Things You'll Need
Dog shampoo for white coat
White-powdered chalk or cornstarch
Ceramic food and water bowls
Trim your Westie's hair every six to eight weeks to make the brushing and coat maintenance easier. During warm months, opt for short trims, such as the puppy cut. The puppy cut involves trimming the hair on the Westie's body short and leaving the hair on the head longer.
The Westie, officially known as the West Highland white terrier, is well-known for its snow-white coat. However, the coat is prone to staining and discoloration. As a Westie owner, you need to understand the risks the coat is exposed to and the factors that contribute to staining so that you are able to prevent discoloration and preserve your pet's bright white coat.
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Groom your dog daily with a brush to keep the outer coat clean and make the coat shiny. The skin secretes oils, and if these are spread on the hair, they will keep the coat healthy and shiny.
Dry clean your Westie with white-powdered chalk or cornstarch. Distribute the chalk over the dog's coat with your fingers and gently massage it deep into the fur. Allow the powder to work for 10 to 15 minutes. Both cornstarch and white chalk absorb grease and dust and dirt gathered in the Westie's coat. Brush out the cornstarch or white chalk with a pin brush.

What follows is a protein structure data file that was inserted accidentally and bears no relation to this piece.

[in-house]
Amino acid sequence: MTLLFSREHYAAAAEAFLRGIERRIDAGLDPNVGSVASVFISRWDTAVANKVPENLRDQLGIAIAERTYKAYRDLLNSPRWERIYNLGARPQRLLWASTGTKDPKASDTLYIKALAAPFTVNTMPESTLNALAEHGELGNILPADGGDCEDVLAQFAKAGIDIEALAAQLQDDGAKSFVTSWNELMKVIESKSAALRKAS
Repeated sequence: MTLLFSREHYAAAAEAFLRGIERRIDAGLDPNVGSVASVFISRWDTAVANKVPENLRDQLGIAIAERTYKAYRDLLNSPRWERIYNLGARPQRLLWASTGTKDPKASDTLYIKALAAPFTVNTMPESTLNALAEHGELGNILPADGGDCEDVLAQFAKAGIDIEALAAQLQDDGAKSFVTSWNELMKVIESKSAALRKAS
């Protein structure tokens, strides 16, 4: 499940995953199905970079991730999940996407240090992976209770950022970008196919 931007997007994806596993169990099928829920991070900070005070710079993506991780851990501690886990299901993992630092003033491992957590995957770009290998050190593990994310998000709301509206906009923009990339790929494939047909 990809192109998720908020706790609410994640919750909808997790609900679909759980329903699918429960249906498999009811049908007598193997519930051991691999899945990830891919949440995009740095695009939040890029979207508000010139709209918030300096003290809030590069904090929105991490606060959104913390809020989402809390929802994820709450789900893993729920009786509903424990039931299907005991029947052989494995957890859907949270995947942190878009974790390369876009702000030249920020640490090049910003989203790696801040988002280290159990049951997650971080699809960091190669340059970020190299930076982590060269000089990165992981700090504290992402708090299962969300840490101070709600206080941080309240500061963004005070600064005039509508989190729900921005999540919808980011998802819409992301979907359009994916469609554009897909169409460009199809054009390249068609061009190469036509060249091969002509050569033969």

Bathe your Westie only when necessary. The bathing frequency depends on your dog's habits and environment, its skin health and your personal preferences. Certain owners bathe their dogs only three times per year to prevent drying the skin, while others bathe their Westie once a month. Use shampoo that is formulated for dogs with white coats.
Clean the area around the eyes. Remove tear stains, which are brown-red and form because Westies experience ocular discharges and the area is continually moist. Use a commercial tear-stain remover or opt for home remedies, such as milk of magnesia.
Wipe your dog after it drinks water. If the hair under the jaw stays wet, it is prone to bacteria and yeast growth, resulting in discoloration.
Provide your Westie with purified water and change it daily. Certain minerals in unfiltered water may cause staining. Use purified water even when you bathe your dog.
Change your dog's food and water bowls if they are made of metal. Opt for ceramic bowls. Metal may accumulate rust, which can stain the dog's jaw area.
Wash your dog's feet in soapy water after walking in the snow to remove road salt. Salt may stain your pet's paws.
Visit your veterinarian for routine health checks. Your Westie's coat is a reflection of its overall health. If your dog is affected by skin infections or other medical conditions, its coat may suffer changes.